Despite being published without the M in the author’s name - except in the US - this Iain Banks novel features parallel worlds, and flitting between them, and has as a plot point the existence or not of alien intelligences somewhere out there. As such it can scarcely be described as mainstream. But then early Iain “no M” Banks offerings (Walking On Glass, The Bridge, Canal Dreams) were suffused with SFness and/or sensibility (The Wasp Factory.)

Transition does, though, signal its literariness from the outset – its strapline is “based on a false story” and the first words of its prologue are, “Apparently I am what is known as an unreliable narrator.” There is, too, a high degree of characterisation throughout even though, with the aid of a drug known as septus, most of its main characters can flit from one body to another. In typical Banksian fashion there is a shadowy organisation - here known as l’Expédience, or the Concern (which last is a pun) based on a world unusually known as Calbefraques rather than Earth - in charge of the use and distribution of septus and of recruitment to and training for the transition process.

I did notice that while at one point it is said that there has to be a recipient body for transitioning to take place - the one left behind has only rudimentary function as a husk - later transitions to uninhabited worlds do take place without added explanation.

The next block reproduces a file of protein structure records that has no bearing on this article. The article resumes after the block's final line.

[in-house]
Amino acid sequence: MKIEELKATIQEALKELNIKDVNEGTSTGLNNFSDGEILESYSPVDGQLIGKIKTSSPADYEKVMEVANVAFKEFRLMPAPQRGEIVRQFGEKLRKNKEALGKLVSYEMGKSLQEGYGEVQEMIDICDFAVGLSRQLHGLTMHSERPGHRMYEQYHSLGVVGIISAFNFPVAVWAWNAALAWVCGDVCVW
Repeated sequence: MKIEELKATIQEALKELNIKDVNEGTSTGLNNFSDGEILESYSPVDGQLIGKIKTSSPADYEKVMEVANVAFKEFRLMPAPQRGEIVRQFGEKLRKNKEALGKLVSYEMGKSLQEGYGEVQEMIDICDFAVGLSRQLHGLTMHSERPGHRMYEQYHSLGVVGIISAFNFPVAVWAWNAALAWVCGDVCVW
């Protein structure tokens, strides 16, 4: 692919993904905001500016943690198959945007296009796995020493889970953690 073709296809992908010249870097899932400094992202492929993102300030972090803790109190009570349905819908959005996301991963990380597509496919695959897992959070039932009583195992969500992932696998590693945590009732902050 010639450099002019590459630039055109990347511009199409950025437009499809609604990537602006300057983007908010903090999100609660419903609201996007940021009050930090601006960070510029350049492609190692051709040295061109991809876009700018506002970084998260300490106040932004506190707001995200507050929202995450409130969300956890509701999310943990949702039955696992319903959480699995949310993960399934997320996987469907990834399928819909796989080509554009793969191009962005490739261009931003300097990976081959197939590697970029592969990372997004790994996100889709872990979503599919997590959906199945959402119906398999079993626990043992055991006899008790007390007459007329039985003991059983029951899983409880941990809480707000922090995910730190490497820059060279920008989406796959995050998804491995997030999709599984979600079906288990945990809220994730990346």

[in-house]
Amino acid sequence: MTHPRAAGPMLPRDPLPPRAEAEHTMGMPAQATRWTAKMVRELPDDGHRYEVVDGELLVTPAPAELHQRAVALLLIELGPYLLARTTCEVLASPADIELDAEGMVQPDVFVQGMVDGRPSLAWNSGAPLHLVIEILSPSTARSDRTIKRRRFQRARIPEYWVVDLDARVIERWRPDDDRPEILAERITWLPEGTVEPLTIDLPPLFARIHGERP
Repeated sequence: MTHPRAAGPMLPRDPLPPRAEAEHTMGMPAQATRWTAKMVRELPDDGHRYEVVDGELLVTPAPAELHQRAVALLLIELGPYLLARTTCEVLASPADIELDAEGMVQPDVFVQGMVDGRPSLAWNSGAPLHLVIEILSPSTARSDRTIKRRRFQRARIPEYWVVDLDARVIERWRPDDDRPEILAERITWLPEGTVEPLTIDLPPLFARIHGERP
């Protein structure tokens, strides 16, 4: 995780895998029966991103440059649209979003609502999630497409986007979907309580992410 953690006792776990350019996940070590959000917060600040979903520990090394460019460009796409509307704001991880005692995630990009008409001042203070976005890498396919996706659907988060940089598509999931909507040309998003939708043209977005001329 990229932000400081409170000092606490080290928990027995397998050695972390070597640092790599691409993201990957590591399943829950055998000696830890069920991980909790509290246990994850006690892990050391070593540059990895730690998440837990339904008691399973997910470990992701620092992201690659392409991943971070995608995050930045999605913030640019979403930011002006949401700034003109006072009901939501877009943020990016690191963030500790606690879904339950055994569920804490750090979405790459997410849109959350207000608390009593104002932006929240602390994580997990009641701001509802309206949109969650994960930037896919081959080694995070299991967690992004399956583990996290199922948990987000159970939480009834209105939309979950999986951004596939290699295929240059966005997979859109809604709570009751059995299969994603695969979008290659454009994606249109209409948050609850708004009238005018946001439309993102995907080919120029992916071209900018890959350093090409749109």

The narrative is divided between various viewpoint personalities, Patient 8262, who is in hiding in a hospital in a country where the local language is not his own, The Transitionary, who may be an earlier incarnation of Patient 8262, Adrian, a former drug dealer turned hedge fund manager, Madame d’Ortolan, foremost member of the Concern’s ruling council, The Philosopher, a legal torturer, and occasional others. The Transitionary’s is a first person present tense narrative, others are past tense, sometimes first, sometimes third person. The most intriguing character is the rather prosaically named Mrs Mulverhill – who is not married, merely likes the name.

In the sort of inversion beloved of SF authors one of the parallel worlds has a set of Christian fanatics pitted against the state and indulging in suicide bombings and the like. The scenario gives Banks the opportunity to riff on how proportionate a response society ought to have to terrorism and on the (in)efficacy of torture. One of his characters also skewers “the invisible hand.”

Devotees of Iain M Banks will probably find this a treat. Followers of his M-less namesake ought also to find enough in it to satisfy them.
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For Alastair and Emily, and in memory of Bec
With thanks to Adèle, Mic, Richard, Les, Gary and Zoe
First words
Apparently I am what is known as an Unreliable Narrator, though of course if you believe everything you're told you deserve whatever you get. (Prologue)
I think I have been very clever in doing what I have done, in landing myself where I am.
This is how it ends: he comes into my room. (Epilogue)
But of course she was not a racist. To the contrary, as she could point out, in appropriate company (that would be to say, highly limited and avowedly discreet company), had she not tasted of what she thought of as the Dark Pleasures, with blacks, on more than one occasion? The epitome of such enjoyment was, for her, to be taken anally by such a Nubian brute. Privately, she thought of this act as "going to Sèvres-Babylone," as this was the deepest, darkest, and most excitingly, enticingly dangerous Métro station that she knew of.